Last September President Bush stood in New Orleans, where the lights had just come on for the first time since Katrina struck, and promised “one of the largest reconstruction efforts the world has ever seen.” Then he left, and the lights went out again.
What happened next was a replay of what happened after Mr. Bush asked Congress to allocate $18 billion for Iraqi reconstruction. In the months that followed, congressmen who visited Iraq returned with glowing accounts of all the wonderful things we were doing there, like repainting schools and, um, repainting schools.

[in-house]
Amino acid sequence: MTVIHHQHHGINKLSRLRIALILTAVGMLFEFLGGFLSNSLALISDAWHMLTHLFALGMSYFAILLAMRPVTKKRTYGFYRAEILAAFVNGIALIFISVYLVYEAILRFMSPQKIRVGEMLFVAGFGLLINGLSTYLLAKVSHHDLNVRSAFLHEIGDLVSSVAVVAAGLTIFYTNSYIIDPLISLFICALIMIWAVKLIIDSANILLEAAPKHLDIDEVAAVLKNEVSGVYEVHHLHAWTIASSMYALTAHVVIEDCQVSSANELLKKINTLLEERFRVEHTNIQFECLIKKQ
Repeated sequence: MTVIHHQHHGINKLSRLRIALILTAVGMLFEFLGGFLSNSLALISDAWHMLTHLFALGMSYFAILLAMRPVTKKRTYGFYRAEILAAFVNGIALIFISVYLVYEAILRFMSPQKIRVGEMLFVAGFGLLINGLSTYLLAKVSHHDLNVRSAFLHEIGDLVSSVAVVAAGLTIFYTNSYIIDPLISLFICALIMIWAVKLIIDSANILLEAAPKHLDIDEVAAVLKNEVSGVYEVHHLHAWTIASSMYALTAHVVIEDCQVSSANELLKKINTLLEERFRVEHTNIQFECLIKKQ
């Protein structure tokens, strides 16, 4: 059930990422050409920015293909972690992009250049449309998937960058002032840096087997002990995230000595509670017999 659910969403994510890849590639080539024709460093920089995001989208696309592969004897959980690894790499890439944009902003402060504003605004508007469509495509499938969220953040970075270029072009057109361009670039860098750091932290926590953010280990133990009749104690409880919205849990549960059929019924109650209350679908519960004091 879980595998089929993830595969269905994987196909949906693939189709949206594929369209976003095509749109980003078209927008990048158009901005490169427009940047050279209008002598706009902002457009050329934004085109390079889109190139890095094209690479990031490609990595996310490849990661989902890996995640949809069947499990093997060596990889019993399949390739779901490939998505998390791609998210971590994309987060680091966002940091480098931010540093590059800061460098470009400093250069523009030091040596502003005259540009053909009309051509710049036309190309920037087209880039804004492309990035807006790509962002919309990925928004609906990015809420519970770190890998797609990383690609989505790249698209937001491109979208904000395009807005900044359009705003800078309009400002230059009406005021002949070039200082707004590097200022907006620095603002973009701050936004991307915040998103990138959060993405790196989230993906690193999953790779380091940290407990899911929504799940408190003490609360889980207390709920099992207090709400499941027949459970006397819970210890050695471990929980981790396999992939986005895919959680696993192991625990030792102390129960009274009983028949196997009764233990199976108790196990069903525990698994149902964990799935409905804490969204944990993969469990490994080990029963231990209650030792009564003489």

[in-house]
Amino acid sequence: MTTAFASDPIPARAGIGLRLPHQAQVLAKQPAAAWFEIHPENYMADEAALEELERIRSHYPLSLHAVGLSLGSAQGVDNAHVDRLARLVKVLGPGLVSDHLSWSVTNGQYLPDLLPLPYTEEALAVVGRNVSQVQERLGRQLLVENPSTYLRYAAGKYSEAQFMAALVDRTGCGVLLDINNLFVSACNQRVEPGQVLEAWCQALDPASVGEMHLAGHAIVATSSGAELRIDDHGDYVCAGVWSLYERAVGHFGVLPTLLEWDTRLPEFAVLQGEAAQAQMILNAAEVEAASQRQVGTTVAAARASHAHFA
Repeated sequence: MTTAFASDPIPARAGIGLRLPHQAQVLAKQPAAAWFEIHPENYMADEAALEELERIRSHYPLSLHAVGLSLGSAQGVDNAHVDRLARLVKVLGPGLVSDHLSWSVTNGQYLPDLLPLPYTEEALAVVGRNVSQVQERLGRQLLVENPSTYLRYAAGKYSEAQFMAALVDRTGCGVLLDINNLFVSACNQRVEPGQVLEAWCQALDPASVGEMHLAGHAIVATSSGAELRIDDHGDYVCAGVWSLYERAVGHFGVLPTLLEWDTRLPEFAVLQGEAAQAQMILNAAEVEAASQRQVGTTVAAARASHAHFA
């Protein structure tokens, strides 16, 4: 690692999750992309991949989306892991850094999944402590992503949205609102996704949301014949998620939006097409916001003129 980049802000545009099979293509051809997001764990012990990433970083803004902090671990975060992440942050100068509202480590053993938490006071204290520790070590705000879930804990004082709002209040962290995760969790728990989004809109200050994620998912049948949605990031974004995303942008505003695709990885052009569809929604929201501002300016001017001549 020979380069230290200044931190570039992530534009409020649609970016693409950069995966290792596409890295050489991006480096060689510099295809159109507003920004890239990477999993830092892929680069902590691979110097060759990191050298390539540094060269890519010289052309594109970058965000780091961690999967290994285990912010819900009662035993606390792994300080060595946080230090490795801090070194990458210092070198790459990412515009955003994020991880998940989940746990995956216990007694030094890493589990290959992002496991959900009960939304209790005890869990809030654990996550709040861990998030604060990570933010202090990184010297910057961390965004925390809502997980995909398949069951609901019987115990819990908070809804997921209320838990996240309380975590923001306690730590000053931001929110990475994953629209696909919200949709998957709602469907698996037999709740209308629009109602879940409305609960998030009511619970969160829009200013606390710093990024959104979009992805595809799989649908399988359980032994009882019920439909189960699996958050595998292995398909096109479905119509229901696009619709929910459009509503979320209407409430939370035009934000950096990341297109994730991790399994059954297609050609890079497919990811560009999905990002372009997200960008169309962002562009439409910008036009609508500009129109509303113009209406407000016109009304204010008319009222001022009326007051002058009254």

But when the Coalition Provisional Authority, which was running Iraq, closed up shop nine months later, it turned out that only 2 percent of the $18 billion had been spent, and only a handful of the projects that were supposed to have been financed with that money had even been started. In the end, America failed to deliver even the most basic repair of Iraq’s infrastructure; today, Baghdad gets less than seven hours of electricity a day.
And so it is along our own Gulf Coast.